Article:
Mr. Speaker, my friend has raised a number of issues.
He suggested that the Standing Committee on Aboriginal Affairs and Northern Development examined very clearly the bill. That is simply not the case. I think the bill was before the committee for two hours. For an hour the committee members heard from the minister and for an hour they heard from the chief. That is hardly a careful examination of the bill.
What the member does not seem to understand is that there are 160 band members who live on the reserve and the band claims a membership of 360. Most of the band members do not live on the reserve. In fact, they live in Los Angeles, California, the states of Washington, Oregon and Alabama, the province of Ontario, and Winnipeg, Manitoba, yet this treaty gives these people the right to determine what kind of lifestyle the people who are resident on the reserve will have.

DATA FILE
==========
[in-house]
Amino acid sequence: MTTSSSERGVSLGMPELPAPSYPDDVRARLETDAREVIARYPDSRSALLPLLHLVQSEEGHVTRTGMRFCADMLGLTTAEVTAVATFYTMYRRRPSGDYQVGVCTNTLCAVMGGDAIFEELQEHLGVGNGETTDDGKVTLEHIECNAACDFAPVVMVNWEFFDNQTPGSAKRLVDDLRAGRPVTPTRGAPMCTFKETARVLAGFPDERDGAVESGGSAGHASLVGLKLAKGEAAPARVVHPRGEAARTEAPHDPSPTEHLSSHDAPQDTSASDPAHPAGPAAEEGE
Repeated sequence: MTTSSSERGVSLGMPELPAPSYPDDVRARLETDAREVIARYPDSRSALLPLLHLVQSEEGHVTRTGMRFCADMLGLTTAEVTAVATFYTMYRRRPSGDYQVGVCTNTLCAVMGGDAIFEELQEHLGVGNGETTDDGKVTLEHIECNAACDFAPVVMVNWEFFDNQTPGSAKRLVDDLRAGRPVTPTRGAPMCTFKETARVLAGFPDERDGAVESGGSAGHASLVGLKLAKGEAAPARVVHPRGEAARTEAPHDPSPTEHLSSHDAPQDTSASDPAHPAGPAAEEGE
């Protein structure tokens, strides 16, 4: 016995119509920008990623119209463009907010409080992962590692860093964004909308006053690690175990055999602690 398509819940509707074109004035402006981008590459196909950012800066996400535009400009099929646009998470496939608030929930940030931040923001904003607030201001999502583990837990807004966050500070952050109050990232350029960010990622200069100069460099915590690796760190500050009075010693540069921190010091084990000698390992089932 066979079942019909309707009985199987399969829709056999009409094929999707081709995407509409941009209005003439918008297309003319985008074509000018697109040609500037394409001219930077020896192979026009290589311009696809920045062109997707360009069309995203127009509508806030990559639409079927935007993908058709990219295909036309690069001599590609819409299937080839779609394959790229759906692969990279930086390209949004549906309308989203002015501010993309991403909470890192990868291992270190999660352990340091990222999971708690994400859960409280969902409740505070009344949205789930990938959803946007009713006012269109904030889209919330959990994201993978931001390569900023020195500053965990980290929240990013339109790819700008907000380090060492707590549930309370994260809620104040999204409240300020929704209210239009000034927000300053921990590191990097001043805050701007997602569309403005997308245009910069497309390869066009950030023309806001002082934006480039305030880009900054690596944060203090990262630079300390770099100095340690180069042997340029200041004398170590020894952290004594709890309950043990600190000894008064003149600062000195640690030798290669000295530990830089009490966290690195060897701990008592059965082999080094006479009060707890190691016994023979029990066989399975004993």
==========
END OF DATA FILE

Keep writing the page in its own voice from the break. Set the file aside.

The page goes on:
Let me provide an example. The family of one of the band members who is opposed to the treaty, Bertha Williams, has lived on the reserve since the land was created. The family has held a certificate of possession of the land which her house sits on and about an additional 50 acres of land. When this treaty goes through and the land use planning is put in place, and remember that all of this happened with the majority of people living off reserve, Bertha's house and property will be in the middle of a rail marshalling yard, in the middle of container storage and warehousing, for whose benefit? It is for the benefit of the port of Vancouver, because that is what this treaty is about. It is about advancing the business enterprise of the port of Vancouver. It is not about--